Federal regulators have put off a decision on whether blended radioactive waste can be buried in Utah.
The Nuclear Regulatory Commission decided this week to develop a new set of rules assessing the dangers of blended waste based on the risks at individual disposal sites.
Utah regulators hailed the broader approach as smarter but are drafting their own standards in the meantime.
"It's not stopping Utah from going ahead and doing what's best for Utah," Utah Radiation Control Board Chairman Peter Jenkins, a health physicist, told The Associated Press on Friday.
The state board has issued draft regulations that require an operator to prove that mixing hotter but less concentrated wastes won't create an accidental danger hundreds or thousands of years in the future if somebody stumbles across the waste or digs it up.
State officials have questioned the practice even as the Utah Radiation Control Division moves forward with regulations that could allow Salt Lake City-based EnergySolutions to mix hotter wastes at a dump in Utah's west desert that's licensed to take only low-level radioactive waste.
The NRC said its own review could take years to produce a new set of regulations.
"The sense of the Commission is that entities wishing to pursue large scale blending should be encouraged to wait," NRC commissioners told staff scientists in a memorandum on Wednesday.
Jenkins said nothing in the decision, first reported by The Salt Lake Tribune, prevents Utah from adopting its own rules.
EnergySolutions said it welcomed the NRC's decision to take a wider look at blended wastes.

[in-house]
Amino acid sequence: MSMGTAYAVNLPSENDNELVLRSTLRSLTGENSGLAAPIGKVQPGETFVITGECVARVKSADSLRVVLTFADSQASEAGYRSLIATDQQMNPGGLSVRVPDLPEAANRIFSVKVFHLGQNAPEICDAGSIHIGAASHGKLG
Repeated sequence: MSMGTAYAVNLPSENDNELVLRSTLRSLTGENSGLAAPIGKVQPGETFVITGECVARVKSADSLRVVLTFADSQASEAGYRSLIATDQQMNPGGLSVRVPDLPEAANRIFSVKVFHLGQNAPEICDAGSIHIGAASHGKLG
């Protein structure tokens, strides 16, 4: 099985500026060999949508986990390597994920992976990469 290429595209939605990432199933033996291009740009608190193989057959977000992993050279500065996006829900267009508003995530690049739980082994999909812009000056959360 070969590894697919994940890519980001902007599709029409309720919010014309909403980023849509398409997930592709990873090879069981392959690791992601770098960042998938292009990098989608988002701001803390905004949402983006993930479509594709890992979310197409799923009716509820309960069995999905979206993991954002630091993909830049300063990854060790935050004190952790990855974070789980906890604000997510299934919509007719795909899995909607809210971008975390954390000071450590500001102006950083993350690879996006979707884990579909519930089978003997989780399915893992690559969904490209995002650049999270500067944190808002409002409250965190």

"This decision does not affect our operations at this time because we are not doing large-scale blending," company spokesman Mark Walker said in a statement provided Friday. "If large-scale blending were to become a part of our business model, we would operate in compliance with NRC rules."
The decades-old federal system for handling radioactive waste didn't anticipate new types of waste such as depleted uranium or blending.
Blending involves mixing higher- and lower-concentrated wastes, and it is seen by the nuclear industry as a solution to the closing of a South Carolina landfill in 2008 that took the hottest forms of waste.
EnergySolutions is licensed to take waste that can be dangerously radioactive for 100 years. The South Carolina site took one type of waste that remains hazardous for up to 300 years and another that's considered a risk for up to 500 years.
By mixing hotter wastes with larger volumes of inert material, EnergySolutions could keep overall hazard levels in check _ the issue is under study by federal and state regulators.
Jenkins said the assessments should take into account that EnergySolution's dump in Tooele County was covered by an ice-age lake 10,000 years ago that could reappear.
"Nobody has considered how this dump would contain wastes" if a new lake washed over it, he said.
The Healthy Environment Alliance of Utah has challenged the idea of blending wastes to get around limits at the Utah site and urged state authorities to prohibit it.